Lindor's on-field artistry shining through in '22

September 24th, 2022

It was a few weeks before Francisco Lindor was traded from Cleveland to New York -- the kind of deal for a superstar player in his prime the Mets had once made for Mike Piazza -- when Lindor’s manager in Cleveland, Terry Francona, said this:

“Nobody likes having him in [our] uniform more than I do, but we have challenges.”

Everybody knew what the challenges were. They knew they weren’t going to be able to keep him in Cleveland because of the financial realities there. He was young and approaching free agency -- and by January of 2021, Lindor was on his way to the Mets. He switched uniforms. His first season in New York wasn’t great. This one is. Lindor is showing New York -- and everybody -- that he is as gifted an all-around player as the Mets have ever had in all facets of the game: providing offense from both sides of the plate, defense and running the bases.

He shows up to play every day, same as Pete Alonso does across the diamond from him and behind him in the batting order. No one in baseball has played more games than Lindor and Alonso have played so far in 2022. Only a handful of players have more plate appearances than Lindor does. He is a shortstop who will get to 100 RBIs, probably this weekend in Oakland, the next time he knocks in a run.

In a season which might end up with the Mets holding off the Braves and finishing first in the National League East, they have more than one indispensable player, for sure. They have Max Scherzer and Jacob deGrom. They have their rock-star closer in Edwin Díaz. They also have Alonso, who before the week is out could break the team’s single-season RBI record.

On the other side of New York, everybody is watching Aaron Judge right now as he tries to get to 61 homers and beyond. But it is the Mets who have more players people want to see. Out of all of them, the most fun one to watch is the shortstop.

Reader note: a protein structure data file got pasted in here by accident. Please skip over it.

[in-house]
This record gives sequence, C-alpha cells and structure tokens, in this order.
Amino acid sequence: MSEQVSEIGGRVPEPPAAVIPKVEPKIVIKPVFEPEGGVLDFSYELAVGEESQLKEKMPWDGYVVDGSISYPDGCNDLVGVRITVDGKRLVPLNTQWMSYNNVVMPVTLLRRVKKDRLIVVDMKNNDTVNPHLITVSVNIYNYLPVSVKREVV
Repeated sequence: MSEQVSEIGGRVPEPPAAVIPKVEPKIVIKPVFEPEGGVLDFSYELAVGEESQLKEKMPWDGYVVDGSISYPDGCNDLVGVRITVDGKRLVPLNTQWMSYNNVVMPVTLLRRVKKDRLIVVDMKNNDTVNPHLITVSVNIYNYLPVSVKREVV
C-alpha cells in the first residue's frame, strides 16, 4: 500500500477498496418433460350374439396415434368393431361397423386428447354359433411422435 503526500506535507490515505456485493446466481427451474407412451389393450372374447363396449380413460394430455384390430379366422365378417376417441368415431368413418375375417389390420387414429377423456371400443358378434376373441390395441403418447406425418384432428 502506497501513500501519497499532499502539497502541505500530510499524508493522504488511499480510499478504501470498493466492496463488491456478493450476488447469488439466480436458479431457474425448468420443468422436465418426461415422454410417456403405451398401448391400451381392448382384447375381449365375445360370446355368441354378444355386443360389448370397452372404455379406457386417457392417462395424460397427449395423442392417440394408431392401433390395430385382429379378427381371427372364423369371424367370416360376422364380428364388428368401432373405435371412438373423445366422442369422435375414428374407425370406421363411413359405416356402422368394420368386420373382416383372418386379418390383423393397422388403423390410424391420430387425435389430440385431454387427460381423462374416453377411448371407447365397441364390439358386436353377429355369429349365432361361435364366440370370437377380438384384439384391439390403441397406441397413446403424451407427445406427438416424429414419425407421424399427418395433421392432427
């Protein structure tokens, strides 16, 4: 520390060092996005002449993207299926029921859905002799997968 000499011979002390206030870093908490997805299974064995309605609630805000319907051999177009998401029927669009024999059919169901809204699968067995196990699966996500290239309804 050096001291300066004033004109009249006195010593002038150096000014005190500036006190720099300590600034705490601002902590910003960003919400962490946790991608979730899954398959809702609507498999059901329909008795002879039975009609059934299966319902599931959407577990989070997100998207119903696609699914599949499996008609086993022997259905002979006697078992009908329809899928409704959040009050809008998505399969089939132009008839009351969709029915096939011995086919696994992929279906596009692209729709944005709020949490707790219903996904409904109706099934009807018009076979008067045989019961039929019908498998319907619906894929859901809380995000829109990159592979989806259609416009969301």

This is the way Buck Showalter, Francisco Lindor’s current manager, described him:

“He is an artist.”

Then, Buck qualified that statement this way:

“But he’s an artist who knows this game well enough and understands it well enough to be a manager someday, if he wants to.”

The Mets weren’t good enough last season -- and Lindor had signed a long-term, $341 million contract after he got there. He came with the nickname, “Mr. Smile” -- and clearly tried too hard to play that part, to be that guy and, in the process, fell far short of the standards he had set for himself. He ended up hitting just .230. He did hit 20 home runs in the end and got to the plate over 500 times. He had not come close to showing Mets fans his best game. And no one knew it better than he did, after hitting more than 40 points lower than he ever did in Cleveland.

When I asked Lindor in Spring Training about the opportunity to hit the reset button, he shook his head.

“I don’t look at it that way at all,” he said. “Because hitting the reset button would mean forgetting all the things I learned last season. And I learned a lot.”

It was Showalter in Spring Training who famously told Lindor to just go play shortstop and he would worry about everything else. Only, there has been little to worry about -- as Lindor has played baseball the way only a handful of other shortstops in the game can. He has played his position like the star that he is, looking like a streak of light on the bases while hitting in the Nos. 2 and 3 spots in Showalter’s batting order. And sometimes, he's acted like an on-the-field coach for the ’22 Mets.

“Whatever I ask him about the game we’re playing,” Showalter said, “he will always tell me the truth.”

So Lindor and Alonso are tied for the most games played this season at 151, along with Dansby Swanson and Matt Olson of the Braves. It means the two stars of the Mets everyday lineup have each missed one game. One. Showalter talks about his players “posting up.” He isn’t talking about the low post in basketball. He is talking about them showing up and wanting to play every single day. Alonso never wants to take a day off and neither does Lindor. It is something that would make any manager smile, especially because of the position he plays.

Lindor doesn’t turn 29 until November, not long after the 2022 World Series could end with the Mets in it. His batting average was .270 after the Mets beat the A’s on Friday night. He still has a chance to score 100 runs to go with 100 RBIs. This week, he will go flying past 600 plate appearances. This is the player the Mets thought they were getting when they acquired him from Cleveland.

The Mets have been around since 1962. Say it again: They’ve never had a player who does more things to help them win games than their shortstop does. That’s the art of his deal.